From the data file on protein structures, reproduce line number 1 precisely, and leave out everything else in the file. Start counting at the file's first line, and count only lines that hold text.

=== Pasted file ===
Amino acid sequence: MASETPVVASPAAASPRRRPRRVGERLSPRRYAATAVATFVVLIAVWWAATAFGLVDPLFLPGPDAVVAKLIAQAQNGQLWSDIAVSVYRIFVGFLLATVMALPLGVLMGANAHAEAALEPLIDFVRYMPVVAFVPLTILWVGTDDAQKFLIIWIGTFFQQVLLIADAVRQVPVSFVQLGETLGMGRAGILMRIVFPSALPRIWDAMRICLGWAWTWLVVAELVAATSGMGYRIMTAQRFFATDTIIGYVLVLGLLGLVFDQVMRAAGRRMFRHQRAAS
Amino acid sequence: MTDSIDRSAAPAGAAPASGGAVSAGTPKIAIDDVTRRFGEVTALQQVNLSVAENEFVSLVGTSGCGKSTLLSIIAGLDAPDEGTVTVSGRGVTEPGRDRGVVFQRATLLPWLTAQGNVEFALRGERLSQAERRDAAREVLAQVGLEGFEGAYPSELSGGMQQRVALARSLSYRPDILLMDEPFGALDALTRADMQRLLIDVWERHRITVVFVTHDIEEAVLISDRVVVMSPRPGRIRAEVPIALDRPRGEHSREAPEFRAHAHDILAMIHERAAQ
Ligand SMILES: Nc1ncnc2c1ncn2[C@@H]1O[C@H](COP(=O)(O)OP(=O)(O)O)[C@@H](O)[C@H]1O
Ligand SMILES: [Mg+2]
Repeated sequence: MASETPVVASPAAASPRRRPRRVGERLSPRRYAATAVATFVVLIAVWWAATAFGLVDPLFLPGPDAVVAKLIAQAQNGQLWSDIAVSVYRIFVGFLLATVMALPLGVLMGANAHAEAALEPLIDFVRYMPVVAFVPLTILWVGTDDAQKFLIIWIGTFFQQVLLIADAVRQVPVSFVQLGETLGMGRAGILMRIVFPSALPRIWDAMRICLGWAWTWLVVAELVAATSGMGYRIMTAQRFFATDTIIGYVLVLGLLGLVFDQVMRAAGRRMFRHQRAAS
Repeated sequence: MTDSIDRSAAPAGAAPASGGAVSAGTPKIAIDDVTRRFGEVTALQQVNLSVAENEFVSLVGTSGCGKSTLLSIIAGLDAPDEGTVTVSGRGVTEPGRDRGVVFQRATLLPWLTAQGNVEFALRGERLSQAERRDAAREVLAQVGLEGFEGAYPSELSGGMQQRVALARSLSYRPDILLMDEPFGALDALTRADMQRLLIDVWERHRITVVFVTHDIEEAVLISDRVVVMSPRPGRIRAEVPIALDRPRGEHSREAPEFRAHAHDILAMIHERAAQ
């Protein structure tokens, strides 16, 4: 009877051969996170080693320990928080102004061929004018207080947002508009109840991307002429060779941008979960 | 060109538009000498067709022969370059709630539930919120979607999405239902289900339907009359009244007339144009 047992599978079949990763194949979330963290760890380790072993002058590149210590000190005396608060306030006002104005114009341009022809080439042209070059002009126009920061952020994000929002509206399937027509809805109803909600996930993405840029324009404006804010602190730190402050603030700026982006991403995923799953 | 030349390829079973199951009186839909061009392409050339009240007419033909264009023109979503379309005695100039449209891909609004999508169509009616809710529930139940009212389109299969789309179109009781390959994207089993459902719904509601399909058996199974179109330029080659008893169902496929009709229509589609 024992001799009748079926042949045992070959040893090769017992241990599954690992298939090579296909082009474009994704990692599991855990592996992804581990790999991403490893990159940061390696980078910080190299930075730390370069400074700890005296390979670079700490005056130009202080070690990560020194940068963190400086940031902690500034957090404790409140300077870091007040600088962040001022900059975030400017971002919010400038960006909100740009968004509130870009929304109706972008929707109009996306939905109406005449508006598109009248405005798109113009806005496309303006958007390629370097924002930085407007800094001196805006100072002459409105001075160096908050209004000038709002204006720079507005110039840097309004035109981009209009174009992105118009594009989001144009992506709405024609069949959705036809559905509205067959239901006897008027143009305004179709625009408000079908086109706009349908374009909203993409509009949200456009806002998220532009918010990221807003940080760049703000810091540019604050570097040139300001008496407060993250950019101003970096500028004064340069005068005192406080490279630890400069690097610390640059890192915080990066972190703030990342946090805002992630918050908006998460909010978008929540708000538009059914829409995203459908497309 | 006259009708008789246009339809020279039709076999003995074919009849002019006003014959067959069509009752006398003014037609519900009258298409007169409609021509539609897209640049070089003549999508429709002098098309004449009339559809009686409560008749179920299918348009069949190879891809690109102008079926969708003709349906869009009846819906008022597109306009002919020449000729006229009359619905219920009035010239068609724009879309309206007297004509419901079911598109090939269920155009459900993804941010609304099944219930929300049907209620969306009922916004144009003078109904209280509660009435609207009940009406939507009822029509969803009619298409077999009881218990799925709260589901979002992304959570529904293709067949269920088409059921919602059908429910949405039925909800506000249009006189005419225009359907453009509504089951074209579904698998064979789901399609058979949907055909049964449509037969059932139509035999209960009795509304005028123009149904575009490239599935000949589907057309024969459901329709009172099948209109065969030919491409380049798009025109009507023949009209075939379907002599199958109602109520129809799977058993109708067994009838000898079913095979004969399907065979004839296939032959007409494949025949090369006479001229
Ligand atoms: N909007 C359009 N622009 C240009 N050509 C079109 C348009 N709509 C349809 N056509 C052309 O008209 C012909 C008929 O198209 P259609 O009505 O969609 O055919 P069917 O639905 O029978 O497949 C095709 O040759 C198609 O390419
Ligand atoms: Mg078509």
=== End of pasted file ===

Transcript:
Amino acid sequence: MASETPVVASPAAASPRRRPRRVGERLSPRRYAATAVATFVVLIAVWWAATAFGLVDPLFLPGPDAVVAKLIAQAQNGQLWSDIAVSVYRIFVGFLLATVMALPLGVLMGANAHAEAALEPLIDFVRYMPVVAFVPLTILWVGTDDAQKFLIIWIGTFFQQVLLIADAVRQVPVSFVQLGETLGMGRAGILMRIVFPSALPRIWDAMRICLGWAWTWLVVAELVAATSGMGYRIMTAQRFFATDTIIGYVLVLGLLGLVFDQVMRAAGRRMFRHQRAAS